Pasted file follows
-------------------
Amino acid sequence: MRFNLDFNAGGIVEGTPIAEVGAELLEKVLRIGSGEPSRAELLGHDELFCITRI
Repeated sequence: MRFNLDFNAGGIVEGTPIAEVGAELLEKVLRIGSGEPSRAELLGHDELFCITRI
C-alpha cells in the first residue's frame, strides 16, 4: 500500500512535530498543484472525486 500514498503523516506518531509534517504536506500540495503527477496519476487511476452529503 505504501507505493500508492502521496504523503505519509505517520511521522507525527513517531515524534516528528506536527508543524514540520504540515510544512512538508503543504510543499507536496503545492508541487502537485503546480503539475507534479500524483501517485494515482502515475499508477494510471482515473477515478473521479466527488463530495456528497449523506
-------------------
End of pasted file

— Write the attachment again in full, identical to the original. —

Amino acid sequence: MRFNLDFNAGGIVEGTPIAEVGAELLEKVLRIGSGEPSRAELLGHDELFCITRI
Repeated sequence: MRFNLDFNAGGIVEGTPIAEVGAELLEKVLRIGSGEPSRAELLGHDELFCITRI
C-alpha cells in the first residue's frame, strides 16, 4: 500500500512535530498543484472525486 500514498503523516506518531509534517504536506500540495503527477496519476487511476452529503 505504501507505493500508492502521496504523503505519509505517520511521522507525527513517531515524534516528528506536527508543524514540520504540515510544512512538508503543504510543499507536496503545492508541487502537485503546480503539475507534479500524483501517485494515482502515475499508477494510471482515473477515478473521479466527488463530495456528497449523506